Surprise: a really good color printer no longer requires a second mortgage. Prices have steadily decreased, and even some of the cheaper models are capable of generating images as sharp as the prints from a film lab. But don't expect these printers to churn out pics in a hurry: smaller, less-expensive machines can take three minutes to print a 4-by-6 image.
The quality of reproduction is measured in dots per inch (DPI): the more dots, the sharper the image. For prints that look good even blown up to 8-by-10, get a printer with at least 1,440-by-720 DPI. Another factor is paper quality. Glossier, heavier stock makes for the best images but can cost as much as a dollar a page. Lighter paper (as low as 10 to 20 cents a sheet) should work just fine—when you really must share that shot of the crab biting Dad's toe with everyone you know.
CHEAP Super-sharp prints are a snap for the 2,880-by-720 DPI Epson Stylus Photo 785EPX ($249; www.epson.com): a crisp 4-by-6 image takes less than a minute. Not only that, but digital memory cards can be inserted directly into this sturdy machine—no cables, no hassle.
CHEAPER The Canon S300 Color Bubble Jet printer (www.usa.canon.com) won't accept memory cards and may take its sweet time (about 21/2 minutes for a clear 4-by-6 image), but at roughly $100 for a compact 2,400-by-1,200 DPI printer, who can complain?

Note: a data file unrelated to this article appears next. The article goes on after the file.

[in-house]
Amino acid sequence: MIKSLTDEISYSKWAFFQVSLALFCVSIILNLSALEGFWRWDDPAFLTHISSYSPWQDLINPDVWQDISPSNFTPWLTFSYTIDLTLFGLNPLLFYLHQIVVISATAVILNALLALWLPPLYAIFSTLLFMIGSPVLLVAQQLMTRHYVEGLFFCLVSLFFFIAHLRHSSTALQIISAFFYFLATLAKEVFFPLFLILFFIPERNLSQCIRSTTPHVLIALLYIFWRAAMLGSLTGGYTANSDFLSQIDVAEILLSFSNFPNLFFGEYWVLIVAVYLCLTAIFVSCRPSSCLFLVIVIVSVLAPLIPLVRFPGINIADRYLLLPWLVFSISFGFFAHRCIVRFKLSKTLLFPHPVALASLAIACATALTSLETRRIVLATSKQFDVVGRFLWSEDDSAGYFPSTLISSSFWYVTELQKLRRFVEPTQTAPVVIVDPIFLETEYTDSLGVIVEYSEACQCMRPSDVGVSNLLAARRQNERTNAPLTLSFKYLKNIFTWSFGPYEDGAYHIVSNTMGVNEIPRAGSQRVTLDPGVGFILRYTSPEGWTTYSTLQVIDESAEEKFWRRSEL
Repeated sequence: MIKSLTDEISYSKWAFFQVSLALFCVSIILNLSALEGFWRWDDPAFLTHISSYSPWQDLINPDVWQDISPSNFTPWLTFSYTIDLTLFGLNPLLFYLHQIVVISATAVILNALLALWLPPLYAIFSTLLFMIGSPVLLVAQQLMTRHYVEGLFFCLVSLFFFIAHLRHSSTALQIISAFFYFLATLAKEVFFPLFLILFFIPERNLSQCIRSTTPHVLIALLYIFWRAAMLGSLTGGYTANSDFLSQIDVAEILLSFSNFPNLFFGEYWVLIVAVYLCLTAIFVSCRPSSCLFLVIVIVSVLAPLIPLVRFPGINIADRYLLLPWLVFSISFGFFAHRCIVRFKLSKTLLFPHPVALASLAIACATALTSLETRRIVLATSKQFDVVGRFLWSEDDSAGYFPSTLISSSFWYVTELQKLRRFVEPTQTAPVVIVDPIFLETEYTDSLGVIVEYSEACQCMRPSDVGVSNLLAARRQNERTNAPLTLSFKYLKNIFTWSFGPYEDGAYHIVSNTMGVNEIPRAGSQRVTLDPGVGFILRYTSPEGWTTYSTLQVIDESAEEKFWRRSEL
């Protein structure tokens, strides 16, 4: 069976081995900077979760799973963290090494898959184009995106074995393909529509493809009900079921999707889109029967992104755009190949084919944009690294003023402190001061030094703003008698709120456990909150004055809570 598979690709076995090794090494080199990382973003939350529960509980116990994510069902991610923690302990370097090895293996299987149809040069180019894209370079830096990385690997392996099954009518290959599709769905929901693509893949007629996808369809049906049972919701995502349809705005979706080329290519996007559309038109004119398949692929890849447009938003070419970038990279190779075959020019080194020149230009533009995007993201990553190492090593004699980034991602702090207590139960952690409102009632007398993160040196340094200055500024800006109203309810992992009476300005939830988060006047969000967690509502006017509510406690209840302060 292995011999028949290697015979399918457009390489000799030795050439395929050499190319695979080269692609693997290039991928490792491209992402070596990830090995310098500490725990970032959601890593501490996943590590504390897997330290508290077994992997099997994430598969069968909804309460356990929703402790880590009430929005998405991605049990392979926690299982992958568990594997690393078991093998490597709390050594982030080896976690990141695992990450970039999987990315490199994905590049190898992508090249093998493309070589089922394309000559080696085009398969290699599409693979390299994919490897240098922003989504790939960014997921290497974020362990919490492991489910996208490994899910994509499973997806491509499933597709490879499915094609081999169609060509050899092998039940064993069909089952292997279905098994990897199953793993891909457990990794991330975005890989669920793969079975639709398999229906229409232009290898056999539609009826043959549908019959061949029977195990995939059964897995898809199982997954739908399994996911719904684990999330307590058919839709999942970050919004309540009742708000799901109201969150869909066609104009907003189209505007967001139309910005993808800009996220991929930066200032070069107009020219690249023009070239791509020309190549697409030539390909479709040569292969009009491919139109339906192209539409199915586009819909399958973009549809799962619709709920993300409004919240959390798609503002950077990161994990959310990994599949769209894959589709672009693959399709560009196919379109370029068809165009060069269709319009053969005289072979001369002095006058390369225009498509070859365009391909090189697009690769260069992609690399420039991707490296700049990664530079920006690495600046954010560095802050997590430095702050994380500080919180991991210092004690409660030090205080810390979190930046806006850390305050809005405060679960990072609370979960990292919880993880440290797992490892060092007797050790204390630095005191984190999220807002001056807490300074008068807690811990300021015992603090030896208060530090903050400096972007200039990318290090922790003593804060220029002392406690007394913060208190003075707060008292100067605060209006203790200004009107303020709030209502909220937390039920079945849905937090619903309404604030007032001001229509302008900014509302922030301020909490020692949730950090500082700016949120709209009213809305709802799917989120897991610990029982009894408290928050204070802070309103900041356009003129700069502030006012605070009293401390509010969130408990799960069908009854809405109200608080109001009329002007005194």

Those who prefer to keep their digital images in the privacy of their own computers should check out software designed to help organize pictures and create digital albums.
FlipAlbum ($49.95; www.flipalbum.com), which recently won an award from the editors at American Photo magazine, is recommended for fastidious types who want a smart-looking presentation: animated pages "flip over" to reveal a sequence of photos. The software is easy to use—in minutes, you can orchestrate a slide show of your last vacation and turn it into a personalized screen saver.
It's not as easy to navigate, but CompuPic ($39.95; www.photodex.com) lets you view pictures as thumbnail images and, more important, organize them in a number of ways, such as by place or date taken. Think of it as a tool to maintain order in the digital shoe box you call your hard drive.